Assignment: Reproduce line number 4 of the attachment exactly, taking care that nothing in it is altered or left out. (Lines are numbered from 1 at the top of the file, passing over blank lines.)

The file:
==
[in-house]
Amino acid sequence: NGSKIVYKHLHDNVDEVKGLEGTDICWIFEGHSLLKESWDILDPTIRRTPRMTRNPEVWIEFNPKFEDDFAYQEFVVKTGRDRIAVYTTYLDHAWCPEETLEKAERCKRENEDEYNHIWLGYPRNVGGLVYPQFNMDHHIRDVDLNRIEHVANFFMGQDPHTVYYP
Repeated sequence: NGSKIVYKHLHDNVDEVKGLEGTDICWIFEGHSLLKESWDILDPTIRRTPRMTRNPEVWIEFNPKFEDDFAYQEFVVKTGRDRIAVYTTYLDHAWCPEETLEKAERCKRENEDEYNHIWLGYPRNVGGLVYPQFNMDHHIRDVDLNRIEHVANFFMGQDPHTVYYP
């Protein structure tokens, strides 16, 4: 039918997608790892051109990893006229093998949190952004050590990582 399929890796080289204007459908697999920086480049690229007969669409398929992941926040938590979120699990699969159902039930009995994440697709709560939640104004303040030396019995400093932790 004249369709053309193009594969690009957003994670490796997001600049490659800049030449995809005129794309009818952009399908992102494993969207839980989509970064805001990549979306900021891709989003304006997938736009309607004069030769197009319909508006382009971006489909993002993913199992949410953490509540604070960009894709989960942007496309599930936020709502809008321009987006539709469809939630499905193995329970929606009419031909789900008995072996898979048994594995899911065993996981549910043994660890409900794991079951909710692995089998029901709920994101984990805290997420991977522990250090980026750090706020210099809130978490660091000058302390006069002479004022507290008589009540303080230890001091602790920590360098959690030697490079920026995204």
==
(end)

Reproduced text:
């Protein structure tokens, strides 16, 4: 039918997608790892051109990893006229093998949190952004050590990582 399929890796080289204007459908697999920086480049690229007969669409398929992941926040938590979120699990699969159902039930009995994440697709709560939640104004303040030396019995400093932790 004249369709053309193009594969690009957003994670490796997001600049490659800049030449995809005129794309009818952009399908992102494993969207839980989509970064805001990549979306900021891709989003304006997938736009309607004069030769197009319909508006382009971006489909993002993913199992949410953490509540604070960009894709989960942007496309599930936020709502809008321009987006539709469809939630499905193995329970929606009419031909789900008995072996898979048994594995899911065993996981549910043994660890409900794991079951909710692995089998029901709920994101984990805290997420991977522990250090980026750090706020210099809130978490660091000058302390006069002479004022507290008589009540303080230890001091602790920590360098959690030697490079920026995204």